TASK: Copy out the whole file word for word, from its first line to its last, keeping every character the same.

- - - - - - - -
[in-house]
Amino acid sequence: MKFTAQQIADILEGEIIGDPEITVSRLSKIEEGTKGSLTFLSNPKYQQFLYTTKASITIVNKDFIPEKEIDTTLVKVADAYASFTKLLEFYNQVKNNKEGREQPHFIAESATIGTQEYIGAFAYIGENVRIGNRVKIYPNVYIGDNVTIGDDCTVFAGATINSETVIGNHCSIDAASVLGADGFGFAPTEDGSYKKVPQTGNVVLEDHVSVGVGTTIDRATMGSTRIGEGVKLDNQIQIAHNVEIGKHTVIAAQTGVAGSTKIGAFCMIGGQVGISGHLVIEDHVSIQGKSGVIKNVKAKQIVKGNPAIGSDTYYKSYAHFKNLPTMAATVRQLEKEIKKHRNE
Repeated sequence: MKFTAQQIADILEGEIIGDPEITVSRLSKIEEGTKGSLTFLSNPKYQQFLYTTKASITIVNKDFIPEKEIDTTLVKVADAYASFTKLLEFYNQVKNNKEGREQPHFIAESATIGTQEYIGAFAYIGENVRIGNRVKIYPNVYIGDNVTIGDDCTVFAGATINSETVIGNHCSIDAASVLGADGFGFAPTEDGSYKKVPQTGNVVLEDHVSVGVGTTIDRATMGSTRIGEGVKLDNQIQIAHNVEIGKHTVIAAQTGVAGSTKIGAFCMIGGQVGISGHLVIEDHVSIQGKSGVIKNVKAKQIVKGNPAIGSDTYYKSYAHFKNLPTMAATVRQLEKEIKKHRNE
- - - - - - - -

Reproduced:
[in-house]
Amino acid sequence: MKFTAQQIADILEGEIIGDPEITVSRLSKIEEGTKGSLTFLSNPKYQQFLYTTKASITIVNKDFIPEKEIDTTLVKVADAYASFTKLLEFYNQVKNNKEGREQPHFIAESATIGTQEYIGAFAYIGENVRIGNRVKIYPNVYIGDNVTIGDDCTVFAGATINSETVIGNHCSIDAASVLGADGFGFAPTEDGSYKKVPQTGNVVLEDHVSVGVGTTIDRATMGSTRIGEGVKLDNQIQIAHNVEIGKHTVIAAQTGVAGSTKIGAFCMIGGQVGISGHLVIEDHVSIQGKSGVIKNVKAKQIVKGNPAIGSDTYYKSYAHFKNLPTMAATVRQLEKEIKKHRNE
Repeated sequence: MKFTAQQIADILEGEIIGDPEITVSRLSKIEEGTKGSLTFLSNPKYQQFLYTTKASITIVNKDFIPEKEIDTTLVKVADAYASFTKLLEFYNQVKNNKEGREQPHFIAESATIGTQEYIGAFAYIGENVRIGNRVKIYPNVYIGDNVTIGDDCTVFAGATINSETVIGNHCSIDAASVLGADGFGFAPTEDGSYKKVPQTGNVVLEDHVSVGVGTTIDRATMGSTRIGEGVKLDNQIQIAHNVEIGKHTVIAAQTGVAGSTKIGAFCMIGGQVGISGHLVIEDHVSIQGKSGVIKNVKAKQIVKGNPAIGSDTYYKSYAHFKNLPTMAATVRQLEKEIKKHRNE